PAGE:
The Fear of Being Useful: Inside Higher Ed on humanities degrees and (un)employment
Inside Higher Ed wades into the ongoing debate about whether humanities majors are doomed to lives of crappy jobs and ramen noodles in an age when higher education is increasingly focused on equipping students with marketable professional skills. (Who cares if you can recite the opening lines of The Canterbury Tales in Middle English when we're in the middle of a recession? etc., etc.).
The article, by Paul Jay and Gerald Graff, begins by outlining the terms of the debate as they see it, writing that defenders of the humanities fall broadly into two camps: the traditionalists (who argue that "emphasizing professional skills would betray the humanities' responsibility to honor the great monuments of culture for their own sake") and the revisionists (who argue that "emphasizing the practical skills of analysis and communication that the humanities develop would represent a sellout, making the humanities complicit with dominant social values and ideologies"). What the defenders seem to agree on is that the humanities should remain defiantly separate from the marketplace, but Inside Higher Ed thinks that's a mistake:
What is needed for the humanities in our view is neither an uncritical surrender to the market nor a disdainful refusal to be sullied by it, but what we might call a critical vocationalism, an attitude that is receptive to taking advantage of opportunities in the private and public sectors for humanities graduates that enable those graduates to apply their training in meaningful and satisfying ways. We believe such opportunities do exist.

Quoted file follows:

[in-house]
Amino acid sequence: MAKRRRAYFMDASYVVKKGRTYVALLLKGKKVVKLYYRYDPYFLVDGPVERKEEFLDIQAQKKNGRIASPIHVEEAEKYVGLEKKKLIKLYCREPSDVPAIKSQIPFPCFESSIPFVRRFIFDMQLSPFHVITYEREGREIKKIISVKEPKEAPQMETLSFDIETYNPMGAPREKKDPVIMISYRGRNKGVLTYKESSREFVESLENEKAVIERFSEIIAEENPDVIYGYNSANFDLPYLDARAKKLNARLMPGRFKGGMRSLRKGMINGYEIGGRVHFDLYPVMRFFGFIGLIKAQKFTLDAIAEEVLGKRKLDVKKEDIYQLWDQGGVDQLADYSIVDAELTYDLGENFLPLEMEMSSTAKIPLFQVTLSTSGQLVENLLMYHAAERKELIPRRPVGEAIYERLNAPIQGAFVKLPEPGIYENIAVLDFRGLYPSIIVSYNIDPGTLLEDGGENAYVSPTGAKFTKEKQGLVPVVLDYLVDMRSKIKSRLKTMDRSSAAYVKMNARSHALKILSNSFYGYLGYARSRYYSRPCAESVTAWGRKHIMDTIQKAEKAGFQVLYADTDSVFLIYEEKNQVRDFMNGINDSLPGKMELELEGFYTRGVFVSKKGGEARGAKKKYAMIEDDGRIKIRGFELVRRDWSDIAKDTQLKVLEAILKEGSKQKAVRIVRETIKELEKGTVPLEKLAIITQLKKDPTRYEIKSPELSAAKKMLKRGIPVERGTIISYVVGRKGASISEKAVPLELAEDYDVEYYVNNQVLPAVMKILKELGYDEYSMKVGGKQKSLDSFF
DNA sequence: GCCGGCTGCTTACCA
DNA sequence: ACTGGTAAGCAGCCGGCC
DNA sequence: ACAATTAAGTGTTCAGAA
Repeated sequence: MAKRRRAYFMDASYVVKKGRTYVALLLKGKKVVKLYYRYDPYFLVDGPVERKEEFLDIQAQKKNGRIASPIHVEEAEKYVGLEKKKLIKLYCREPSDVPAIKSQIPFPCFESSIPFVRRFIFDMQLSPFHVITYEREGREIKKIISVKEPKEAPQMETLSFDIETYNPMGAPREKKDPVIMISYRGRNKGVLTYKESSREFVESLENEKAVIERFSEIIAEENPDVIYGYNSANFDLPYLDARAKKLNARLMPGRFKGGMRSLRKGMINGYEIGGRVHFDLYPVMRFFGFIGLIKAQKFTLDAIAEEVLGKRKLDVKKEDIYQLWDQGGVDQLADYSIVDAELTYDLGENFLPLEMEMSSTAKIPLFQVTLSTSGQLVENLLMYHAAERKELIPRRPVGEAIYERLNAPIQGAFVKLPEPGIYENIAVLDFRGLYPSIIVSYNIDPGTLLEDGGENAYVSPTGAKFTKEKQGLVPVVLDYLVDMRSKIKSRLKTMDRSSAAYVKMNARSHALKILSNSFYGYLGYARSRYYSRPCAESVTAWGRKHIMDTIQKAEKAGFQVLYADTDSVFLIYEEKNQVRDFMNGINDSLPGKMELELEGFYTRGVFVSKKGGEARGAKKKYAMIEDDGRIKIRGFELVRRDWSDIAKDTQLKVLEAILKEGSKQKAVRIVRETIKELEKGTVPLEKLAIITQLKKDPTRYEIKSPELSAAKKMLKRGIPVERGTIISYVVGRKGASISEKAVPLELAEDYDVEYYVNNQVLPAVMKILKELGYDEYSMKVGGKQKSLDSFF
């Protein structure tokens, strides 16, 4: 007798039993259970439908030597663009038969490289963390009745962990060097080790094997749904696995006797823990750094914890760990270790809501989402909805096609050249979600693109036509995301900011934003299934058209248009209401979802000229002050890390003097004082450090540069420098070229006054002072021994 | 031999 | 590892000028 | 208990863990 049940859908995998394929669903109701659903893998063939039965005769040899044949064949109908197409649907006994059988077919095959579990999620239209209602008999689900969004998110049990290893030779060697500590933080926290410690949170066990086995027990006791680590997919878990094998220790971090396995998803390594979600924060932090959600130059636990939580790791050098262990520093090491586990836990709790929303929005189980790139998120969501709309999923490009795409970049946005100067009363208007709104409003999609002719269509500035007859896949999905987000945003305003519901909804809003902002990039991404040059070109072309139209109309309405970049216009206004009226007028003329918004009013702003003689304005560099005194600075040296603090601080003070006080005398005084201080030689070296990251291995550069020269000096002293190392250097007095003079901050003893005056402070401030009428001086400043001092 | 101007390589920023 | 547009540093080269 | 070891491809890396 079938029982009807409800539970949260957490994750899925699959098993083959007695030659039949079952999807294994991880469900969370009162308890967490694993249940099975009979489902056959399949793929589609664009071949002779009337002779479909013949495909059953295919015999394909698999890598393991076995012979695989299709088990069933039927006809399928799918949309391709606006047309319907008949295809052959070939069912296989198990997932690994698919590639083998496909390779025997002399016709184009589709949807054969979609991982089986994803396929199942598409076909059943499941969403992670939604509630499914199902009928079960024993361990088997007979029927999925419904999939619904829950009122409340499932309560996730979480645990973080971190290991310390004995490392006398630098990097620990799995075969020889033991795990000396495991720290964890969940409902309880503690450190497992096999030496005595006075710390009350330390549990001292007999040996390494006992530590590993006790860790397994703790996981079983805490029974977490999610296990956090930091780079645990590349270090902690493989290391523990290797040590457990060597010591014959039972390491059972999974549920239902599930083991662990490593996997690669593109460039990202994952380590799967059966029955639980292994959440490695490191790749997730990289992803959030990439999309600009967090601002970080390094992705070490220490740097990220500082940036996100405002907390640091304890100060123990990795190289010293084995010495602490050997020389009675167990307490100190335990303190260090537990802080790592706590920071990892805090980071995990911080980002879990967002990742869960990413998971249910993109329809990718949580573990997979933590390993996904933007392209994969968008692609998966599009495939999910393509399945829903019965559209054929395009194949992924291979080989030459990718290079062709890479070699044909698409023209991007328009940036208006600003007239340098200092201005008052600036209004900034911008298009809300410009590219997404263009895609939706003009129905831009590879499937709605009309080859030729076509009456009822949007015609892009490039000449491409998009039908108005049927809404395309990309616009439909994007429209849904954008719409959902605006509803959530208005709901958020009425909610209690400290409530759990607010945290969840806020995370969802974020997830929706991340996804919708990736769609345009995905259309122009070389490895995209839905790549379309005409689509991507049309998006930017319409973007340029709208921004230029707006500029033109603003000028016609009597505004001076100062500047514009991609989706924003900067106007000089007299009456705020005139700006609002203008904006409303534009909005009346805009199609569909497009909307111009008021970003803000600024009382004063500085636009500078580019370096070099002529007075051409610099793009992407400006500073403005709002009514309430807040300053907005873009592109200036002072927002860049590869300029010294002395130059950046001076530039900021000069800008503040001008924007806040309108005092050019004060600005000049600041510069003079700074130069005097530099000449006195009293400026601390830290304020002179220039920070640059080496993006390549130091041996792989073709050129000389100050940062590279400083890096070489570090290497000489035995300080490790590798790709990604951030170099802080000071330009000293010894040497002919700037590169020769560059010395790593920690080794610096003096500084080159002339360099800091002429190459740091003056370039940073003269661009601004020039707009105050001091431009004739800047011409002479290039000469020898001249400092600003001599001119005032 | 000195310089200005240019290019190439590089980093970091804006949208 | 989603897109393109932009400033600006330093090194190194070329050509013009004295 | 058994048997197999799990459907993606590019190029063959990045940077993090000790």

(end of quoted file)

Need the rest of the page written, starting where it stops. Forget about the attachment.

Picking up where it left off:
They point to a number of encouraging trends (Google will hire 6,000 people this year— around 4,000 from the humanities; up to %40 of people running Fortune 500 companies are liberal arts graduates; the growth of digital humanities as a field). They write:
We believe it is time to stop the ritualized lamentation over the crisis in the humanities and get on with the task of making them relevant in the 21st century. Such lamentation only reveals the inability of many humanists to break free of a 19th-century vision of education that sees the humanities as an escape from the world of business and science. As Cathy Davidson has forcefully argued in her new book, Now You See It, this outmoded way of thinking about the humanities as a realm of high-minded cultivation and pleasure in which students contemplate the meaning of life is a relic of the industrial revolution with its crude dualism of lofty spiritual art vs. mechanized smoking factories, a way of thinking that will serve students poorly in meeting the challenges of the 21st century.
Read the full article here. And for the number-minded, click here for a chart of unemployment rates by college major — which reveals that you should go ahead and study whatever you want. Except for architecture.